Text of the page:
We were introduced to some new equipment for use on the latest mini assignment. Firstly was the medium format film camera.
We were shown around 2 models both by Mamiya.
The Mamiya RB67 medium format camera was first introduced in 1970 and gained instant acclaim for is distinctive use of a 6x7cm format as opposed to a 6×6 system employed by its rivals. This setup created a clear distinction between landscape and portrait which the camera skilfully handles with its unique rotating back feature. As with all medium format cameras of its time it is solidly built and nothing like as portable as todays modern DSLR devices. When used correctly the RB67 produces outstanding quality and detail and became a common sight in professional studios around the globe.
The second camera was a Mamiya 7, first introduced in 1995 it is by comparrison the the RB67 both light weight and portable and also capable of producing 6×7 cm negatives for outstanding quality and detail. The Mamiya 7 uses a built in range finder but required a hot shoe adapter as I elected to use a wide angle 50mm lens.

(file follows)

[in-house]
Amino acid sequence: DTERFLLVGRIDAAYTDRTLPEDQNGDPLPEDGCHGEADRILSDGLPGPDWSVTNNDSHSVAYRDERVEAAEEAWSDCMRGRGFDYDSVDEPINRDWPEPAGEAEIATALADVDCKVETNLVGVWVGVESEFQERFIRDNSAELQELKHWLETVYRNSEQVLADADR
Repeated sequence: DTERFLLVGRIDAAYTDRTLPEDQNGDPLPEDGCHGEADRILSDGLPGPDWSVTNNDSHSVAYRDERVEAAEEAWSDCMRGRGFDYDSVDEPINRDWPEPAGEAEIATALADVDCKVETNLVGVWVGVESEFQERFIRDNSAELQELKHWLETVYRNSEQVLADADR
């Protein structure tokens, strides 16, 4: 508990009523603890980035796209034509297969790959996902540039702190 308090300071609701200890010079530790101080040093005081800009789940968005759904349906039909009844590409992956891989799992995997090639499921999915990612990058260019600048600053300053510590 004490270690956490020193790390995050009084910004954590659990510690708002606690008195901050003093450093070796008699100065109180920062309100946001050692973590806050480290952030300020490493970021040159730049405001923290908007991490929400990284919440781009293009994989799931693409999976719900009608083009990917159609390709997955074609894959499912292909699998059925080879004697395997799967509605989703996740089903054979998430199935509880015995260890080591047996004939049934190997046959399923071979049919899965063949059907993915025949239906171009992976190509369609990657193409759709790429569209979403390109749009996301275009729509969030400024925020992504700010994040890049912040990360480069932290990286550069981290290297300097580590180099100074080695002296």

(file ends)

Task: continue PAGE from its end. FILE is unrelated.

The last item we were introduced to was the sekonic light meter. There are two ways to meter the light, the first is an incident meter reading which is more commonly used in studio work and the second is the reflective reading. The reflective was more pertinent to the work we were doing as it returns the ambient light reflected from your area of focus. Once the mode is set to ambient light you set the ISO to match your film speed, then your preferred shutter speed, before directing the light meter with the plastic dome slid away from the sensor towards your target and press the large button on the side. The meter will return a suggested aperture required for a good exposure. If the aperture is outside the limits of your lens you can then adjust the shutter speed and the aperture will change to suit.